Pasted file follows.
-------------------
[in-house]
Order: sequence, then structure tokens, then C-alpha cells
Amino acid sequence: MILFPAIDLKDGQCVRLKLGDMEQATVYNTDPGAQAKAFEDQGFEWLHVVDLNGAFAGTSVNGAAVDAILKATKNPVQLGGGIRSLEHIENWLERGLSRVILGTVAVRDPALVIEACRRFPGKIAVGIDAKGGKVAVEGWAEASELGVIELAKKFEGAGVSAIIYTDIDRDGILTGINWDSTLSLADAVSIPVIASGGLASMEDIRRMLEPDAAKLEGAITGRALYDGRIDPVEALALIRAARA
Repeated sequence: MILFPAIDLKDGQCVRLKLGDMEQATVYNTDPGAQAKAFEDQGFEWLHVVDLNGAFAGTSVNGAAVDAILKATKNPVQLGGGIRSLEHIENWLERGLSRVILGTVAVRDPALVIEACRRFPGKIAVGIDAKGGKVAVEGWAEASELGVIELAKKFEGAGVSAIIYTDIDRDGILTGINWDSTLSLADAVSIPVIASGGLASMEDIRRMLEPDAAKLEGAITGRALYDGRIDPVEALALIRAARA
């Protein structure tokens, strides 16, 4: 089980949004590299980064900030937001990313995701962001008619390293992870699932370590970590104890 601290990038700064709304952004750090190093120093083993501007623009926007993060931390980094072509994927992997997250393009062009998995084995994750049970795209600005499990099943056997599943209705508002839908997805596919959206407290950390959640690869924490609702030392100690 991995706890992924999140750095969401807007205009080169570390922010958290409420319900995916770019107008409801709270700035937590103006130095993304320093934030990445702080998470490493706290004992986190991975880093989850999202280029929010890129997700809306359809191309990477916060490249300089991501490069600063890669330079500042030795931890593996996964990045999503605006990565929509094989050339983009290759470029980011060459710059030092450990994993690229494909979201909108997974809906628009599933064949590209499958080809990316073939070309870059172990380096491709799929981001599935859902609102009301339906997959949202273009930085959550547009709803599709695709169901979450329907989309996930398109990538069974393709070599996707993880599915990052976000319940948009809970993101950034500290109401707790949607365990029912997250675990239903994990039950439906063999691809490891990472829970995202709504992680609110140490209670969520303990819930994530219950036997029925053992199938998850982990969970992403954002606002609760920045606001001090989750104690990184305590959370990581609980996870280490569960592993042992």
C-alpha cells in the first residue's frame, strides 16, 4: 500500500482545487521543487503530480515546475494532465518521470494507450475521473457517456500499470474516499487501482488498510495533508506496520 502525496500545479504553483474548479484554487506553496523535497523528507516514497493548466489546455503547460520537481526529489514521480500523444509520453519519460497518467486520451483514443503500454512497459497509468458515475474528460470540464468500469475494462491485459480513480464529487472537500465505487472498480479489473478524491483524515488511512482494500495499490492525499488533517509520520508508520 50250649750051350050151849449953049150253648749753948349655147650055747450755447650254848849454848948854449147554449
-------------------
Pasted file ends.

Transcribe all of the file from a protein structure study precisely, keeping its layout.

[in-house]
Order: sequence, then structure tokens, then C-alpha cells
Amino acid sequence: MILFPAIDLKDGQCVRLKLGDMEQATVYNTDPGAQAKAFEDQGFEWLHVVDLNGAFAGTSVNGAAVDAILKATKNPVQLGGGIRSLEHIENWLERGLSRVILGTVAVRDPALVIEACRRFPGKIAVGIDAKGGKVAVEGWAEASELGVIELAKKFEGAGVSAIIYTDIDRDGILTGINWDSTLSLADAVSIPVIASGGLASMEDIRRMLEPDAAKLEGAITGRALYDGRIDPVEALALIRAARA
Repeated sequence: MILFPAIDLKDGQCVRLKLGDMEQATVYNTDPGAQAKAFEDQGFEWLHVVDLNGAFAGTSVNGAAVDAILKATKNPVQLGGGIRSLEHIENWLERGLSRVILGTVAVRDPALVIEACRRFPGKIAVGIDAKGGKVAVEGWAEASELGVIELAKKFEGAGVSAIIYTDIDRDGILTGINWDSTLSLADAVSIPVIASGGLASMEDIRRMLEPDAAKLEGAITGRALYDGRIDPVEALALIRAARA
């Protein structure tokens, strides 16, 4: 089980949004590299980064900030937001990313995701962001008619390293992870699932370590970590104890 601290990038700064709304952004750090190093120093083993501007623009926007993060931390980094072509994927992997997250393009062009998995084995994750049970795209600005499990099943056997599943209705508002839908997805596919959206407290950390959640690869924490609702030392100690 991995706890992924999140750095969401807007205009080169570390922010958290409420319900995916770019107008409801709270700035937590103006130095993304320093934030990445702080998470490493706290004992986190991975880093989850999202280029929010890129997700809306359809191309990477916060490249300089991501490069600063890669330079500042030795931890593996996964990045999503605006990565929509094989050339983009290759470029980011060459710059030092450990994993690229494909979201909108997974809906628009599933064949590209499958080809990316073939070309870059172990380096491709799929981001599935859902609102009301339906997959949202273009930085959550547009709803599709695709169901979450329907989309996930398109990538069974393709070599996707993880599915990052976000319940948009809970993101950034500290109401707790949607365990029912997250675990239903994990039950439906063999691809490891990472829970995202709504992680609110140490209670969520303990819930994530219950036997029925053992199938998850982990969970992403954002606002609760920045606001001090989750104690990184305590959370990581609980996870280490569960592993042992």
C-alpha cells in the first residue's frame, strides 16, 4: 500500500482545487521543487503530480515546475494532465518521470494507450475521473457517456500499470474516499487501482488498510495533508506496520 502525496500545479504553483474548479484554487506553496523535497523528507516514497493548466489546455503547460520537481526529489514521480500523444509520453519519460497518467486520451483514443503500454512497459497509468458515475474528460470540464468500469475494462491485459480513480464529487472537500465505487472498480479489473478524491483524515488511512482494500495499490492525499488533517509520520508508520 50250649750051350050151849449953049150253648749753948349655147650055747450755447650254848849454848948854449147554449